James Gustave (Gus) Speth and Peter Denton – world experts in their respective fields – are two voices to which we should listen.
Co-chair of the Next System Project, Speth argues that despite victories in environmental law, habitat protection and conservation, the momentum of the destructive path we are on, driven by profit and the desire for perpetual growth, has only accelerated toward planetary catastrophe.
“We desperately need a new American Dream,” says Speth, “a dream of an America where the pursuit of happiness is sought not in more getting and spending, but in the growth of human solidarity, devoted friendship, and meaningful accomplishment; where the average person is empowered to achieve his or her human potential; where the benefits of economic activity are widely and equitably shared; where democracy and civic participation flourish at all levels; where the environment is sustained for current and future generations; and, where the virtues of simple living, community self-reliance, good fellowship, and respect for nature predominate. These traditions do not always prevail today, but they are not dead. They await us, and indeed they are currently being awakened across America.”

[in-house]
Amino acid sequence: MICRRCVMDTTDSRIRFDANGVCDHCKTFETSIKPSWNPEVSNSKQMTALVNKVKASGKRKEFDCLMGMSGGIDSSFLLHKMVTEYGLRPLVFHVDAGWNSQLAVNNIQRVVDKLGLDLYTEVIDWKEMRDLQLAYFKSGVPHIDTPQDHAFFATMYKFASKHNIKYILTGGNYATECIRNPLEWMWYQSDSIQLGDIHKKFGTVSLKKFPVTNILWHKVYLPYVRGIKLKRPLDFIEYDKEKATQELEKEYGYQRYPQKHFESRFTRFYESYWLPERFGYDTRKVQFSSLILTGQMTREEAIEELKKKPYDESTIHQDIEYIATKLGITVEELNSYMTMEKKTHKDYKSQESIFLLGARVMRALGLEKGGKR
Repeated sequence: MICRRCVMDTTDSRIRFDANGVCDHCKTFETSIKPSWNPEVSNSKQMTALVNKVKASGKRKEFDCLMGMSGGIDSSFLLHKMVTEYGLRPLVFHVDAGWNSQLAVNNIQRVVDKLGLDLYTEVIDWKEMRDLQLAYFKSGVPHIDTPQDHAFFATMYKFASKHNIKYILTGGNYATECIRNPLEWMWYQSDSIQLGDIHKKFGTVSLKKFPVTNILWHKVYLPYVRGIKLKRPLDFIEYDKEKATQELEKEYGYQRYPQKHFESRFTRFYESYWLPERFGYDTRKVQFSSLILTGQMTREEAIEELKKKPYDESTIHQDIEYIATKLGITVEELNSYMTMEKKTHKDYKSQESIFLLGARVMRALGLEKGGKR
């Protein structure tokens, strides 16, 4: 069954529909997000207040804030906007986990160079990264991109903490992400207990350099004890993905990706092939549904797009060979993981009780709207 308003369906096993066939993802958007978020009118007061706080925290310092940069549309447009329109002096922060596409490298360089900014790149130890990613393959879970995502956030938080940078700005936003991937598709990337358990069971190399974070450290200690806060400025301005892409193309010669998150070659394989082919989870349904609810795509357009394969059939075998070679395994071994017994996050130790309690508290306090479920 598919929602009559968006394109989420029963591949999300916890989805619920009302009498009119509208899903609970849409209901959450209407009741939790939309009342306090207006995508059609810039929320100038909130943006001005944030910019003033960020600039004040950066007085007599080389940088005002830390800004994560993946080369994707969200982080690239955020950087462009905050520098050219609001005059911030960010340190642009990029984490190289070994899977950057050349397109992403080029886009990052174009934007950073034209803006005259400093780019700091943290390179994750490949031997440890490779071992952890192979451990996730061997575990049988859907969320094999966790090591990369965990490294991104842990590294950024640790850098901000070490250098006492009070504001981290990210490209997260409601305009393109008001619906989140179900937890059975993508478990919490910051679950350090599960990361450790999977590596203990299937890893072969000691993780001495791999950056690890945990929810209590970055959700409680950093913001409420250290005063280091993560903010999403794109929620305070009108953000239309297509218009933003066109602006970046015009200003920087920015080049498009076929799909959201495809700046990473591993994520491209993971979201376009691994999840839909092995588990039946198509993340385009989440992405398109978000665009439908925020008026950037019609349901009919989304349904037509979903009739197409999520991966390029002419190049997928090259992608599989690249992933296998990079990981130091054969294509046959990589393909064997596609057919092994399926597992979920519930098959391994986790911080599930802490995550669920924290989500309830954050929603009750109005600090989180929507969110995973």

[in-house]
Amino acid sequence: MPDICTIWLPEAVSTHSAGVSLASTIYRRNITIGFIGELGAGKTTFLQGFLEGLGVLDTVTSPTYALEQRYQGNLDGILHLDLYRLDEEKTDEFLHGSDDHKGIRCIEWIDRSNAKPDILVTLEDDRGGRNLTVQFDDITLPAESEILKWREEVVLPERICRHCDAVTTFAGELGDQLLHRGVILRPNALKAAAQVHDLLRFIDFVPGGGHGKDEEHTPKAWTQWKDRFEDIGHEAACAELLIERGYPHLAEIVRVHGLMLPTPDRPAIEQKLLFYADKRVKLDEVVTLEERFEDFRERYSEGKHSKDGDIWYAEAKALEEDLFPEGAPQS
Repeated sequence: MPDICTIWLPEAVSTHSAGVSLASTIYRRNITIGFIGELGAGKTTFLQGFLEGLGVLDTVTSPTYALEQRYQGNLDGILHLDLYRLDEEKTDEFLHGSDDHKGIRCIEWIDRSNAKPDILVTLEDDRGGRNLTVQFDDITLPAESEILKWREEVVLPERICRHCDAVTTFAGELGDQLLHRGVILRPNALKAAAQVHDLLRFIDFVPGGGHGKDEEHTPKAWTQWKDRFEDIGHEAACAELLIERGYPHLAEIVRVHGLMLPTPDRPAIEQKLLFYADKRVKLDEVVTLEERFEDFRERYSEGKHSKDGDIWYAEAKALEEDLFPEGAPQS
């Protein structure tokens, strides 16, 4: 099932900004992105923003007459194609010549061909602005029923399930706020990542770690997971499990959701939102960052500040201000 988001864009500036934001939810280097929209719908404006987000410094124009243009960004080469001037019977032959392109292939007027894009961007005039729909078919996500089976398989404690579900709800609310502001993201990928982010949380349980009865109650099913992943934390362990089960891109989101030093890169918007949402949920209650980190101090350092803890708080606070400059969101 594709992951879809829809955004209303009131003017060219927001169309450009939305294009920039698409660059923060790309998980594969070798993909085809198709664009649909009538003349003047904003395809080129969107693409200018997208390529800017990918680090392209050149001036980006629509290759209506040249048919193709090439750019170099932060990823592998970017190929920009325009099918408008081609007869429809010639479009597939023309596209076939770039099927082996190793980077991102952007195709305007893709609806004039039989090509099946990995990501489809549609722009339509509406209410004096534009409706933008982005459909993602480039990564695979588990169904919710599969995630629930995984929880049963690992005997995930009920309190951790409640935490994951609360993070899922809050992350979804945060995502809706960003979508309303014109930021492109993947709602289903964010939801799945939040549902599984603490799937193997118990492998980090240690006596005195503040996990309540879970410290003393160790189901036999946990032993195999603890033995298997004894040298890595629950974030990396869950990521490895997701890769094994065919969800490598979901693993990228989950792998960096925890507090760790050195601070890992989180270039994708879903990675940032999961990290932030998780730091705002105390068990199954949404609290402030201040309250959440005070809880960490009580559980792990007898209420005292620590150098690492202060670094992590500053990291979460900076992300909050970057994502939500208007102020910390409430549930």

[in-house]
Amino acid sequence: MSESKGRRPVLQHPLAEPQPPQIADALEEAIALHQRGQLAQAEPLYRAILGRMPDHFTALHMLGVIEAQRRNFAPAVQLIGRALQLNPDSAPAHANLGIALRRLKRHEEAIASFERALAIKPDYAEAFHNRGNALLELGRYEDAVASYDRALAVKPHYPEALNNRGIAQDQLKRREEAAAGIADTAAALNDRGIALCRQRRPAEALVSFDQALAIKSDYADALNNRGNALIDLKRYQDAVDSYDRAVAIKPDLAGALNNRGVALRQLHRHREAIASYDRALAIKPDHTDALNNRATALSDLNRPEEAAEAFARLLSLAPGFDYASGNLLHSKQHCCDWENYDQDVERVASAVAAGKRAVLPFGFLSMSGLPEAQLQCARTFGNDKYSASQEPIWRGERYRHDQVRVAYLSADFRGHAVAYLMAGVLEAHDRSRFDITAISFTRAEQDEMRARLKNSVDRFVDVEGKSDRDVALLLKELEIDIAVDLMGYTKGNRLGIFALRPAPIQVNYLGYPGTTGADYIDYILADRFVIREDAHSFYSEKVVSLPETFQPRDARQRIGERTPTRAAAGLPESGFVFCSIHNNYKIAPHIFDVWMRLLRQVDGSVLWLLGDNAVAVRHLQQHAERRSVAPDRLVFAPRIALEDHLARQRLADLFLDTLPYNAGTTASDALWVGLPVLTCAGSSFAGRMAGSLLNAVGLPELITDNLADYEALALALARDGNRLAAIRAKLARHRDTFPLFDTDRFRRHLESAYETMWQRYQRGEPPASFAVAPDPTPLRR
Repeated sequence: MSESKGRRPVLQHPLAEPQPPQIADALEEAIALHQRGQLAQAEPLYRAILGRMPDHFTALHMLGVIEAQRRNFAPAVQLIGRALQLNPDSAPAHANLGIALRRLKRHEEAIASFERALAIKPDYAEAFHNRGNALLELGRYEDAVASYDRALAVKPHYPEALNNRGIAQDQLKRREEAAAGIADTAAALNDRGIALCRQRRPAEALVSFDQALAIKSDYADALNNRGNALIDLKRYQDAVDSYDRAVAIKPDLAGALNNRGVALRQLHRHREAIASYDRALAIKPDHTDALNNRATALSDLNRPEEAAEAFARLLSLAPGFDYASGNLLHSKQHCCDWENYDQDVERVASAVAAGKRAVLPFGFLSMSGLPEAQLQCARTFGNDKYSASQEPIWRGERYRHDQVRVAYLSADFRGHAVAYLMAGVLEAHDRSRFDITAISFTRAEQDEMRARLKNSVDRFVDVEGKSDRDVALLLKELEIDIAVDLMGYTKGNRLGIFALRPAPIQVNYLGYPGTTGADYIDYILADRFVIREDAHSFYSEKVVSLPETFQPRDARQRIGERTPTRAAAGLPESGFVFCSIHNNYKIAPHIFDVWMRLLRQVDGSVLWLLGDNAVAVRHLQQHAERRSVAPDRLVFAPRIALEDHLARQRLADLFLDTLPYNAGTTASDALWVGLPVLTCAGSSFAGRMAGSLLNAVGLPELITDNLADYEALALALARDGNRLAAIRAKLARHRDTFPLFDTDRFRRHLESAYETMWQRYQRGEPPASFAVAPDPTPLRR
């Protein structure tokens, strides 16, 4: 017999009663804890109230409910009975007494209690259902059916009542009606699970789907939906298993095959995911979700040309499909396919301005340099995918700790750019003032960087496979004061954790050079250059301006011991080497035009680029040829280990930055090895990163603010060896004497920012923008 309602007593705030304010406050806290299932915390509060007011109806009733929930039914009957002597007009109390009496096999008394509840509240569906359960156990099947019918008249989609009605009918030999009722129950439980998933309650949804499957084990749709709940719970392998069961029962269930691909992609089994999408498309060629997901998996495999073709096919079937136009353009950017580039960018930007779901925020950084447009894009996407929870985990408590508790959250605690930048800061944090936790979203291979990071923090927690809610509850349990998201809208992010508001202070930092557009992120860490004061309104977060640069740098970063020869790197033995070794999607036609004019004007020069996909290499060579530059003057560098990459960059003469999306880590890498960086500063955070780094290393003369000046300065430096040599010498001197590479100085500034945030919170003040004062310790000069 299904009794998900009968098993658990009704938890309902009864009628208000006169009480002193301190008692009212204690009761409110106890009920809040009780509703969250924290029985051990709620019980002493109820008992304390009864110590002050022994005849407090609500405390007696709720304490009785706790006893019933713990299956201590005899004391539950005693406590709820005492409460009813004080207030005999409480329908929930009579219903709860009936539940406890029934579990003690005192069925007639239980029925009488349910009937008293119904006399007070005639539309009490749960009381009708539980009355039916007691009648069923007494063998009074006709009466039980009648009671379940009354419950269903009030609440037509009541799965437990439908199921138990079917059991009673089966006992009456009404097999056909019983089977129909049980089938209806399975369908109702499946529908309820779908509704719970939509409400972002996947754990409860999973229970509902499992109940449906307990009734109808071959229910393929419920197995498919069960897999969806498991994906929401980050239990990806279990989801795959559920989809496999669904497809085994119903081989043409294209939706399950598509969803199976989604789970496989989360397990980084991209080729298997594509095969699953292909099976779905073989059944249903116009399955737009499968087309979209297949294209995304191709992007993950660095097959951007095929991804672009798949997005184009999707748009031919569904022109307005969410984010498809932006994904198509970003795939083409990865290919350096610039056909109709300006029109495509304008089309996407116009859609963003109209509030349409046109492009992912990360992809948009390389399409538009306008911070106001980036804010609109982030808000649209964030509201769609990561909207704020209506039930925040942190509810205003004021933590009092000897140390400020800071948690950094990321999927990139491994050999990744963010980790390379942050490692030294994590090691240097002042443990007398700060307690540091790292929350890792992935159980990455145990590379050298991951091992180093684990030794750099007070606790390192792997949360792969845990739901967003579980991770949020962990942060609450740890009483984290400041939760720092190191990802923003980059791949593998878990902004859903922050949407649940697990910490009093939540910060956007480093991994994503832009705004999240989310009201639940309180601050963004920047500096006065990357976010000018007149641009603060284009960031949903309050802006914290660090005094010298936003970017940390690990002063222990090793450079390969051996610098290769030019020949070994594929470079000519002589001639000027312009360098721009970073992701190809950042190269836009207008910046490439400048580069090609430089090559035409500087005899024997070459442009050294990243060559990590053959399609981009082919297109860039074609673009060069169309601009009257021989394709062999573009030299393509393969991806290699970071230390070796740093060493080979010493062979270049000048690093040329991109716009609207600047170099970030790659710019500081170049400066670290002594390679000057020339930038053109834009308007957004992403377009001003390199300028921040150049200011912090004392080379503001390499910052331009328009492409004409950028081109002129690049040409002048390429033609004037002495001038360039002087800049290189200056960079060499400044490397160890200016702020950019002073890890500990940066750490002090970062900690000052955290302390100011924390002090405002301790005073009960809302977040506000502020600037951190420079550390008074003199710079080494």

Looking at Christianity’s role, Denton sees both complicity in the destruction of the natural world, and the positive role it could still play. “Faith is entirely personal and individual, but it can also be collective and communal. Faith can mobilize whole communities into action, to ends which are both practical and which bring glory to God – and which transform our world in the direction of a sustainable future, one better choice at a time.”
James Gustave Speth, Author
James Gustave “Gus” Speth is a Senior Fellow at the Vermont Law School and at the Democracy Collaborative, where he serves as co-chair of the Next System Project. In 2009 he completed his decade-long tenure as Dean at the Yale School of Forestry and Environmental Studies. From 1993 to 1999, Gus was Administrator of the United Nations Development Programme and chair of the UN Development Group. Prior to his service at the UN, he was founder and president of the World Resources Institute; professor of law at Georgetown University; chairman of the U.S. Council on Environmental Quality (Carter Administration); and senior attorney and cofounder, Natural Resources Defense Council.
Peter Denton, Author
Peter Denton is an ordained minister in the United Church of Canada, with a Ph.D. in Religion and Social Sciences (McMaster). His 30-plus years of interdisciplinary teaching and research have focused on the nexus of science, technology, and society. Adjunct Associate Professor of History at the Royal Military College of Canada, he is the author or editor of six books, including Gift Ecology: Reimagining a Sustainable World (2012), Technology and Sustainability (2014) and Live Close to Home (2016) and, since 2015, also a regular contributor of pungent op eds to the Winnipeg Free Press. Involved in various roles since 2012 with the Civil Society Unit of the UN Environment (United Nations Environment Programme), in 2014 he was honoured as an elder among the Maasai for his ongoing development work in Kenya.